You may have heard that Google Plus, Google's response to Facebook, is dead, dismantled or defeated, but the company has carried through on its commitment to keep it online as a connection platform. On Tuesday, Google announced a new redesign for the site. It's not dead yet, folks.
In a post on the official Google Blog, Eddie Kessler, Google's "director of streams," said that after listening to feedback, the company reworked Plus around a mobile-first experience focused on Communities, where people can connect around shared interests, and Collections, where people can create virtual scrapbooks of information and media.
Despite the premature obituaries for the social network it launched back in 2011, Google has continued to invest in the platform. The legacy of those efforts is a social backbone for digital identity across the Internet, where hundreds of millions of individual people can be associated with a given profile for Google services and advertising.
While it appeared that the search giant had moved away from thinking of Google Plus a dedicated destination, Tuesday's announcement shows Google still thinks of the site as a product.
The new Google Plus isn’t just an update or refinement of the old desktop and mobile application. It’s a complete redesign of the site's front end and back end -- that is, the parts of the site that its employees see, and the parts that the public interacts with.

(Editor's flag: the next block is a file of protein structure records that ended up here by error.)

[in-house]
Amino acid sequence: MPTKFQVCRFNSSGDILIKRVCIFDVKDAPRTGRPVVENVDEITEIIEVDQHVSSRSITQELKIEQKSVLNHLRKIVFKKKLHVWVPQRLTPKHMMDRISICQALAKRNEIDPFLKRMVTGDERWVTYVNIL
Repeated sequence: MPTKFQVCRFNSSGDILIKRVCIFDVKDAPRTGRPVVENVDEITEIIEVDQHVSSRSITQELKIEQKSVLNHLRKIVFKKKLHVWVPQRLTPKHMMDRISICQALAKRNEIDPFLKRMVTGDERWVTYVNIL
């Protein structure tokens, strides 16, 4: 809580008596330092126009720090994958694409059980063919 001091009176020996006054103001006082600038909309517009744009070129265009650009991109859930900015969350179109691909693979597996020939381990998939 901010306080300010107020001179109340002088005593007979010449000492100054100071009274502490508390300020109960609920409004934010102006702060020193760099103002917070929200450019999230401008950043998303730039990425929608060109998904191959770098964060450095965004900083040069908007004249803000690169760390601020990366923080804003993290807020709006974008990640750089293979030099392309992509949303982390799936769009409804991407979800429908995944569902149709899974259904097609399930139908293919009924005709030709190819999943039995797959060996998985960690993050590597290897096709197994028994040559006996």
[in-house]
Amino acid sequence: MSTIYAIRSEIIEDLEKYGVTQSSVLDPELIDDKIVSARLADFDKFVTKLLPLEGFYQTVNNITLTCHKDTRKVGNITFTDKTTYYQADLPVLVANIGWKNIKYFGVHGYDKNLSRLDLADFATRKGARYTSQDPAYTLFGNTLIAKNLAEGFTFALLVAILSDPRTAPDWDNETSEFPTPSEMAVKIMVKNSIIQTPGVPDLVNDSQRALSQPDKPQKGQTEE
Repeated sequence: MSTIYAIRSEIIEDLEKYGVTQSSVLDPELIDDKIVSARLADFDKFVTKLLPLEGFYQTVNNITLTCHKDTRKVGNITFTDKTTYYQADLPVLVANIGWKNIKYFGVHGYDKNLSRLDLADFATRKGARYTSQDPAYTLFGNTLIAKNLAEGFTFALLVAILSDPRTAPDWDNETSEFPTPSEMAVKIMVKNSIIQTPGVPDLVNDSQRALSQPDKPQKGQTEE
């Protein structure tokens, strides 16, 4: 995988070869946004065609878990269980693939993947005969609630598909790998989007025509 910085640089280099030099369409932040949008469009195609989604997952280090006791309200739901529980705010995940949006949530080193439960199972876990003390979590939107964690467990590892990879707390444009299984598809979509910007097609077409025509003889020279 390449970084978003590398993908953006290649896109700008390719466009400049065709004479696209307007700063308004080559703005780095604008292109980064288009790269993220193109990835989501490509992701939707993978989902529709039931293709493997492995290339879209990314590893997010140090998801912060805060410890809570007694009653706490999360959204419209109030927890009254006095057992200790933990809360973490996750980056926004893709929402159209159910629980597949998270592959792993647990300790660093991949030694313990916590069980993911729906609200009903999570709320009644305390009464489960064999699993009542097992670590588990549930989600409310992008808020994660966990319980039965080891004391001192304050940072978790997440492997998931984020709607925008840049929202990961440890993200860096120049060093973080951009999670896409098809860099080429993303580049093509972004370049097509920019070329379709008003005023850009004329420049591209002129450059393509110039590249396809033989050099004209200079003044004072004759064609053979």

As explained in a case study posted to the Google Developer blog on Tuesday, the company's engineers have radically improved how quickly the Web application loads -- a quality known as its "latency." Google reduced a bloated app that had a total page weight of 22 megabytes to one with just 337 kilobytes. What that means for you is faster loads with far less data consumed -- a huge improvement for people accessing the site on mobile devices. The Google Plus home page used to take 12 seconds to load. Now it takes a quarter of that.
Ultimately, though, the big question facing Google Plus -- whether it will be able to capture a greater share of mobile consumers' attention on their smartphones -- won't hinge on how long it takes pages to load. The key factor will be whether the redesign proves compelling and useful.